Is Your Reporting Driving Your Business Forward?
Do you rely on informal communication, ad-hoc email updates and piece meal reports to track your firm’s progress?
It’s not uncommon. Over time, firms stop comparing like with like and lose the ability to refer to comparative data.
The most effective managers I work with see more opportunities and achieve greater performance through having data at their fingertips. They rarely refer to gut feel and never rely on hearsay or rumour to know what’s going on in their business.
We want to get you to the same point. You’ll know when you have achieved this when the RIGHT INFORMATION is being delivered to the RIGHT PERSON at the RIGHT TIME.
I am going to expand on my previous blog, What is a Management Control System? (MCS) to look at the reporting element of your management system. Reporting identifies the need for action and executing the action plan delivers results.
Formal Management Control Systems Define
WHAT we intend to do
HOW we are going to do it
PERFORMANCE is managed
PROBLEMS are identified and solved.
At the heart of the MCS, is the REVIEW MEETING. This is time set aside at regular intervals to meet with the team and rationally analyse what caused the variances during the execution of the plan using the facts and figures provided in your reporting tools.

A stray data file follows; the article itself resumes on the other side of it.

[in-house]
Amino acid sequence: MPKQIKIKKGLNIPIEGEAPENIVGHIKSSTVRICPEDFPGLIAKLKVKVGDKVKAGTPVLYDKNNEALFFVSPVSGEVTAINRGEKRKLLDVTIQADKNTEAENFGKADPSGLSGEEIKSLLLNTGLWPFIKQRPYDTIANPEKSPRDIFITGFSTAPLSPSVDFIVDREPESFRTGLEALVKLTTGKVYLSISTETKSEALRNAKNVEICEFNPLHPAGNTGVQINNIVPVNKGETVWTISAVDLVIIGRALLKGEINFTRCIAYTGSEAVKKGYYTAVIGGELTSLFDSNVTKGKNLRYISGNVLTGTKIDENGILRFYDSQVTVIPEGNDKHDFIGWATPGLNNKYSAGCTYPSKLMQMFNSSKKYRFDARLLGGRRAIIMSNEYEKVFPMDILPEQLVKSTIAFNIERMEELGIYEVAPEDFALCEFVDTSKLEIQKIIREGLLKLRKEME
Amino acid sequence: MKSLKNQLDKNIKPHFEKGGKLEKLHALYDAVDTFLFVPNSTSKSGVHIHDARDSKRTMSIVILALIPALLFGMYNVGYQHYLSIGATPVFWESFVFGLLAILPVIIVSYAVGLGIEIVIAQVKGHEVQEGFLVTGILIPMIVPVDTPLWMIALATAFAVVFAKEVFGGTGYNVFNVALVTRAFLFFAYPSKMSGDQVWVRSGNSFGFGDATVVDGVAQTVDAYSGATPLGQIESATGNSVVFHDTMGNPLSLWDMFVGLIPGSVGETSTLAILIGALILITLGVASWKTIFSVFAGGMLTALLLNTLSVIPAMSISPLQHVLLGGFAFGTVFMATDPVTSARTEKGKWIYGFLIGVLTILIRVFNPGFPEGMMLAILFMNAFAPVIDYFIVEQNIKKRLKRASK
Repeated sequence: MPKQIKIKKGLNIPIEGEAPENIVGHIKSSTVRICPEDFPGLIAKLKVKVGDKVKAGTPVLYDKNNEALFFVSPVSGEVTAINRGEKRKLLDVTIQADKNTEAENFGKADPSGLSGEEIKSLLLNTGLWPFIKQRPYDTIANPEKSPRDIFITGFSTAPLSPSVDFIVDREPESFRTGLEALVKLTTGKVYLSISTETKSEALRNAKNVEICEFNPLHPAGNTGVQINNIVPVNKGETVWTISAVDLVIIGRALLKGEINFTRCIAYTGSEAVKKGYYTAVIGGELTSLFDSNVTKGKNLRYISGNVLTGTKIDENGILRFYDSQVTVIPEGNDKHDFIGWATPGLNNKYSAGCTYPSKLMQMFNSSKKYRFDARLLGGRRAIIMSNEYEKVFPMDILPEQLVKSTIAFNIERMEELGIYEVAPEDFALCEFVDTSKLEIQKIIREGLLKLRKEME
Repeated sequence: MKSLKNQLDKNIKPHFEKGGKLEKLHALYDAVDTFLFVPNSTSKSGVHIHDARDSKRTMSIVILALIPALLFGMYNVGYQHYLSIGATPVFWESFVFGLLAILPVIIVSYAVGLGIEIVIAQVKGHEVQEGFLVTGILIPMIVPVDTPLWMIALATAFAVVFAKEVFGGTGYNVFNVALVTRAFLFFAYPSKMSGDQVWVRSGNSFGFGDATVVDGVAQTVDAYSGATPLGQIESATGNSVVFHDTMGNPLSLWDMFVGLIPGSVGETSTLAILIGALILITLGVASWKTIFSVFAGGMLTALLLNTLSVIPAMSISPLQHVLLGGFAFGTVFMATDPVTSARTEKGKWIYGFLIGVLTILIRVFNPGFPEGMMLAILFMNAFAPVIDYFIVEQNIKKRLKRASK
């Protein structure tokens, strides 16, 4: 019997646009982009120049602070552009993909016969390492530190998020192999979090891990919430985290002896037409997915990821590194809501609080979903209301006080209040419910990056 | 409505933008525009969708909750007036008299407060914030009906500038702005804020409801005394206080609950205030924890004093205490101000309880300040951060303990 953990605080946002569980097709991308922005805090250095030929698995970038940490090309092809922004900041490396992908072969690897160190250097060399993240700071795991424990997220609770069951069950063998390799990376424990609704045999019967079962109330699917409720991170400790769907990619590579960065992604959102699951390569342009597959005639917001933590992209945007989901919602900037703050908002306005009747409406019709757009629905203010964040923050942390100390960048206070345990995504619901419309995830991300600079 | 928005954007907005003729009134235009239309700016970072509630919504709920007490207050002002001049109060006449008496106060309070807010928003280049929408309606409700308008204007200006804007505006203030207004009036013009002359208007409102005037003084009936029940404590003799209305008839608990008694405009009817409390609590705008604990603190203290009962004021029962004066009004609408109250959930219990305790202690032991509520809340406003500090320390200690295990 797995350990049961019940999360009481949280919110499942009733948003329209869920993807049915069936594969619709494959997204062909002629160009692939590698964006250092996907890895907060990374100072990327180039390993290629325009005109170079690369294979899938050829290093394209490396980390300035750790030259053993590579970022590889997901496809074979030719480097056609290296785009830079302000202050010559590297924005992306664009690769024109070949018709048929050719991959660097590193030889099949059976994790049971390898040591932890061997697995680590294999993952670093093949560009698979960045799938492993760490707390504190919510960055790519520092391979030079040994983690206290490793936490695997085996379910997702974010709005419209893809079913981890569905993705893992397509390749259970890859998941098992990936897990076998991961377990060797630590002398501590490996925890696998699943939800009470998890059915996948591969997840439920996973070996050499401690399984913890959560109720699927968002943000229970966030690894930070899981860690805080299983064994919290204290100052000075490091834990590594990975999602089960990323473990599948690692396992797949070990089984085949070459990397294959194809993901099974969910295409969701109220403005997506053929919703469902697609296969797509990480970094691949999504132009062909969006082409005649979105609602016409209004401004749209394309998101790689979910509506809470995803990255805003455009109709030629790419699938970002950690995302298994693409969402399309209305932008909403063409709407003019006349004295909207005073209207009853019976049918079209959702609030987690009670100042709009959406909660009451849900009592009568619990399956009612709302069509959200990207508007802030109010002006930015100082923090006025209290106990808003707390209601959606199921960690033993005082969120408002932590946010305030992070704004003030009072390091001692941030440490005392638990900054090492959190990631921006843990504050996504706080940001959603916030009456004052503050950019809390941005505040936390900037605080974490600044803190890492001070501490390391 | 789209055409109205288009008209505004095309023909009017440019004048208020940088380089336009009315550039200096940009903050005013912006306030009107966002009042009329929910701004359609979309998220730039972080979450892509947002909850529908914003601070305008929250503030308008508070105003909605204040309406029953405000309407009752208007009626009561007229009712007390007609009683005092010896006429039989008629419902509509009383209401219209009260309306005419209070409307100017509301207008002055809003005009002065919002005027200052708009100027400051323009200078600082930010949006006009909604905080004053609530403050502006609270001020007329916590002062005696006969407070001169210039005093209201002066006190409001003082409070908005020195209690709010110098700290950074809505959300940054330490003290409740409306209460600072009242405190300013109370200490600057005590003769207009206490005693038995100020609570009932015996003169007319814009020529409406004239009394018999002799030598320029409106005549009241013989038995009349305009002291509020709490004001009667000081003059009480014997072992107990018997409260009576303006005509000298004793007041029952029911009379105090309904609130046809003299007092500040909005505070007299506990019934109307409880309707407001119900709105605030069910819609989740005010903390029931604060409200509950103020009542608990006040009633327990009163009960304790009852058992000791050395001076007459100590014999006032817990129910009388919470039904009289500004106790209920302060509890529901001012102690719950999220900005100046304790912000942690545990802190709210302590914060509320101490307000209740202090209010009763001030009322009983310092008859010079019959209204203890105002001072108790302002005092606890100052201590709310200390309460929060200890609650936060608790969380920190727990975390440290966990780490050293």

We use number based key performance indicators, for example number of calls, number of orders taken, % conversion of calls to orders etc.
Key Measurement Points
Include these five points of measure for a meaningful report that enables you to be in control of your continuous improvement culture.
How we performed historically (your starting point)
This sets the stake in the ground for determining your existing performance levels. These may be against, for example, the same month last year or the average of the previous 12 months Mondays’ etc., depending on how your business volumes fluctuate. If you know where you’re starting from you’ll see by how much you’re improving (or deteriorating).
What we want to achieve, expectation (our end point).
Targets are normally set by the annual budgets or forecasts. But if, during the review meetings, the team has found a solution to a specific problem, or they have come up with an action plan to improve working methods or enhance skills, then the target may be based on the expectation of performance levels if these initiatives are implemented.